So I am more than sceptic.

  4. Although my gut reaction as a DJ is in favor of the argument (and I look forward to reading it), As a scholar and an activist I think Till has a very good point at the end, (which reminds me of Chander and Sunder’s point regarding the value of public domain in “The Romance of the Public Domain”): Do we care only about total productivity gains (which I would guess, since this appears to be an economic article, is the goal here), or does the distribution matter?

    How would this development in affect the balance of power between the big content industries and individuals, or indeed between the developed nations and less developed ones (where the culture industries may be where they are more immediately competitive)?

    I look forward to seeing if this is addressed!

  5. Thanks for the great comments! I appreciate very much the interest.

    - Luis: Citing this article on an exam might well qualify as malpractice. :) At least by me as a professor… How’s law school life treating you?

    - Till: The hard part of a derivative work is thinking about how much expression the new author has added, versus merely re-using the initial author’s expression. A highly faithful movie version of a novel seems less new, but of course even transforming words into an audio-visual medium is a not-insignificant achievement. Second, authorial moral rights would be a reasonable rationale for the derivative works right, but I’d object to how they are implemented in some EU systems. Most works are derivative in some way; allowing lock-up by an author under moral rights may cede too much ground to a creator who has already benefited from the work of other authors. Finally, the policy issues are tough, but I think the article makes a reasonable case that opening up re-use promotes competition, enables authors to serve niche markets, and enables multiple creative approaches to material: if I think I can make a better movie version of the novel – one that will be attractive to more consumers – I should have that chance.

    - Larisa: I agree that distribution matters. Descriptively, I think that eliminating the derivative works right empowers individual creators, and may well enable niche voices to flourish. These are distributional concerns. As for North-South concerns, those are more difficult, since they bring up the interplay between national and international copyright and trade. Open source software may be a compelling idea here: its (contractual) freedom to adapt the code is very attractive to developing countries, by reducing cost and encouraging experimentation.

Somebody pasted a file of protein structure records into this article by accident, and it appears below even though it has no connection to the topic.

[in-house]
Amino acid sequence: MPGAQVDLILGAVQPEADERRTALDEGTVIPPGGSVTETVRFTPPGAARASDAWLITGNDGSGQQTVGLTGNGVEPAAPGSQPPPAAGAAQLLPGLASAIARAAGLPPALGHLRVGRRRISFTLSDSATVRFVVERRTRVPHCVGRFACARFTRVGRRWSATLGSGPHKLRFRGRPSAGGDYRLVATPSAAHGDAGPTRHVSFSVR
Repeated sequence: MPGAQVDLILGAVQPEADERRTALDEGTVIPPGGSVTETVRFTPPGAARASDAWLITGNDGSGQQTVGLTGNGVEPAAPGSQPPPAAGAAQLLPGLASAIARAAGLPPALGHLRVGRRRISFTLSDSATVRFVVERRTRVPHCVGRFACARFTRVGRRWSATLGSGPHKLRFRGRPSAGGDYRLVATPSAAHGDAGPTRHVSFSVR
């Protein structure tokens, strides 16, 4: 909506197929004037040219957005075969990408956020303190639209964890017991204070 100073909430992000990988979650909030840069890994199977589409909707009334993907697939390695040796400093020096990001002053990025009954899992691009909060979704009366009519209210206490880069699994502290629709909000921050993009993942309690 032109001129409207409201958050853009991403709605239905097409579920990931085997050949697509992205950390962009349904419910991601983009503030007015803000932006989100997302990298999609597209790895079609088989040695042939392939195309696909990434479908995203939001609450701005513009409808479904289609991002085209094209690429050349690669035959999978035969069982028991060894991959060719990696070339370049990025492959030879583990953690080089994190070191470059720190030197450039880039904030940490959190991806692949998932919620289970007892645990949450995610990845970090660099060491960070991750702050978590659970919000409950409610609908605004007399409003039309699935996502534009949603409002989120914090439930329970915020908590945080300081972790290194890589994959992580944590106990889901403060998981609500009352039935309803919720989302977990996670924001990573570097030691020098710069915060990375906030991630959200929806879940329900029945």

6. [...] I was moved to mention Derek Bambauer’s very interesting article on Abolishing the Derivative Works Right in Copyright after seeing a couple performances by the theater company Elevator Repair Service. They are noted in legal circles for a ridiculous battle with the Fitzgerald estate over their avant-garde performance of every word of The Great Gatsby in “Gatz.” According to an NYT article, [...]

  7. The trick to making mashup culture legal may be a half-step in a different direction: legalize noncommercial creation and copying of derivative works. In some ways this is the opposite of your proposal since this solution has no direct economic consequences one way or the other. This would be a policy choice motivated by everything that shapes our notion of copyright policy *BUT* economics.

    Since everyone keeps jumping up and down about the creative value of mashup culture, this solution would allow that creation. Mashup artists would not be able to directly capitalize on their creations, but they aren’t really supposed to be under current law anyway (although obviously many, like Girl Talk, do).

    This theory basically means modifying fair use so that noncommercial use is automatically fair, while commercial use will still have to be analyzed under our current fair use analysis. And finally, adopting this theory would basically legalize part of what the average non-lawyer considers (wrongly) that fair use is: noncommercial use, pure and simple. Of course the definition of “commercial” would be batted around, but hey, it’s a start, not nearly as radical as your proposal and would have the same creative, if not economic, consequences.

  8. My choral arrangements of songs are clearly derivative works. They do not compete with publishers’ offerings, and they might add some further revenue (via royalties) to the creator/copyright owner of the songs. However, the copyright owner (publisher) has not allowed me to create an arrangement without paying a large fee (my opinion). Even then, I am not allowed to earn any money for my derivative creations — among other restrictions. If a song is recorded and released, anyone else can also release their recording of it by simply paying royalties. Why shouldn’t printed music be handled in the same manner?